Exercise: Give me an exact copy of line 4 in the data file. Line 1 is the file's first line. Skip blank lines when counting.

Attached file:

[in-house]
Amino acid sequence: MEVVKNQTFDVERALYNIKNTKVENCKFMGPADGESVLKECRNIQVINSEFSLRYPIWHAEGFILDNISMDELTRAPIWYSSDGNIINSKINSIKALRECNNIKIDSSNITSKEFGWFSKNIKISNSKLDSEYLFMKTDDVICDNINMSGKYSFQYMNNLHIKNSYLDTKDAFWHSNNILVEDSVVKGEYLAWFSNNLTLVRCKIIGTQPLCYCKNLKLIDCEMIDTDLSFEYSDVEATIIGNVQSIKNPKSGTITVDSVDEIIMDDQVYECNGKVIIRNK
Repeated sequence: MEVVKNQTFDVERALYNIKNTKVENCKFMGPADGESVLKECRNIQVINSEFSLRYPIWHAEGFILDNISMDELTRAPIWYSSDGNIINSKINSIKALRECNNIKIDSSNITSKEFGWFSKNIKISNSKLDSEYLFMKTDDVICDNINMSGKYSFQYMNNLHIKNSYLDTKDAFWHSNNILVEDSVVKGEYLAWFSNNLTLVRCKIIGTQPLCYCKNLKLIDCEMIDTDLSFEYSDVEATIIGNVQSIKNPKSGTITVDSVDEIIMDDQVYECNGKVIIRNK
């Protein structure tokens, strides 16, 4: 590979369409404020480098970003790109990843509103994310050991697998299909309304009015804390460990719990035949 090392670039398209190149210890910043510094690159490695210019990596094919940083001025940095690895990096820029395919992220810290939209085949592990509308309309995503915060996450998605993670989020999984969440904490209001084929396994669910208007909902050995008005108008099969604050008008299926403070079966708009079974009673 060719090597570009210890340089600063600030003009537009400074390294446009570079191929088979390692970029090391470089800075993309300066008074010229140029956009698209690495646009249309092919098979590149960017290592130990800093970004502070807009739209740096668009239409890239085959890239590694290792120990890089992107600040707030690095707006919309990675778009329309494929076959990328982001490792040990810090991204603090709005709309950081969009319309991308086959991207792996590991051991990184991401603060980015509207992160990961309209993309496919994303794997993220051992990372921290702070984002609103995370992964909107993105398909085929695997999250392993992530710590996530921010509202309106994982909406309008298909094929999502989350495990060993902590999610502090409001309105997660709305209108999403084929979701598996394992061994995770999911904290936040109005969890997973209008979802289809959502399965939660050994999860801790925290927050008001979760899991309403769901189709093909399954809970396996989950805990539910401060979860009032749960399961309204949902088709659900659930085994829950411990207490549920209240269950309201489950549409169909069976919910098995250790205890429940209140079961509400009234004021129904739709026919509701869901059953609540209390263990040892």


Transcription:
């Protein structure tokens, strides 16, 4: 590979369409404020480098970003790109990843509103994310050991697998299909309304009015804390460990719990035949 090392670039398209190149210890910043510094690159490695210019990596094919940083001025940095690895990096820029395919992220810290939209085949592990509308309309995503915060996450998605993670989020999984969440904490209001084929396994669910208007909902050995008005108008099969604050008008299926403070079966708009079974009673 060719090597570009210890340089600063600030003009537009400074390294446009570079191929088979390692970029090391470089800075993309300066008074010229140029956009698209690495646009249309092919098979590149960017290592130990800093970004502070807009739209740096668009239409890239085959890239590694290792120990890089992107600040707030690095707006919309990675778009329309494929076959990328982001490792040990810090991204603090709005709309950081969009319309991308086959991207792996590991051991990184991401603060980015509207992160990961309209993309496919994303794997993220051992990372921290702070984002609103995370992964909107993105398909085929695997999250392993992530710590996530921010509202309106994982909406309008298909094929999502989350495990060993902590999610502090409001309105997660709305209108999403084929979701598996394992061994995770999911904290936040109005969890997973209008979802289809959502399965939660050994999860801790925290927050008001979760899991309403769901189709093909399954809970396996989950805990539910401060979860009032749960399961309204949902088709659900659930085994829950411990207490549920209240269950309201489950549409169909069976919910098995250790205890429940209140079961509400009234004021129904739709026919509701869901059953609540209390263990040892």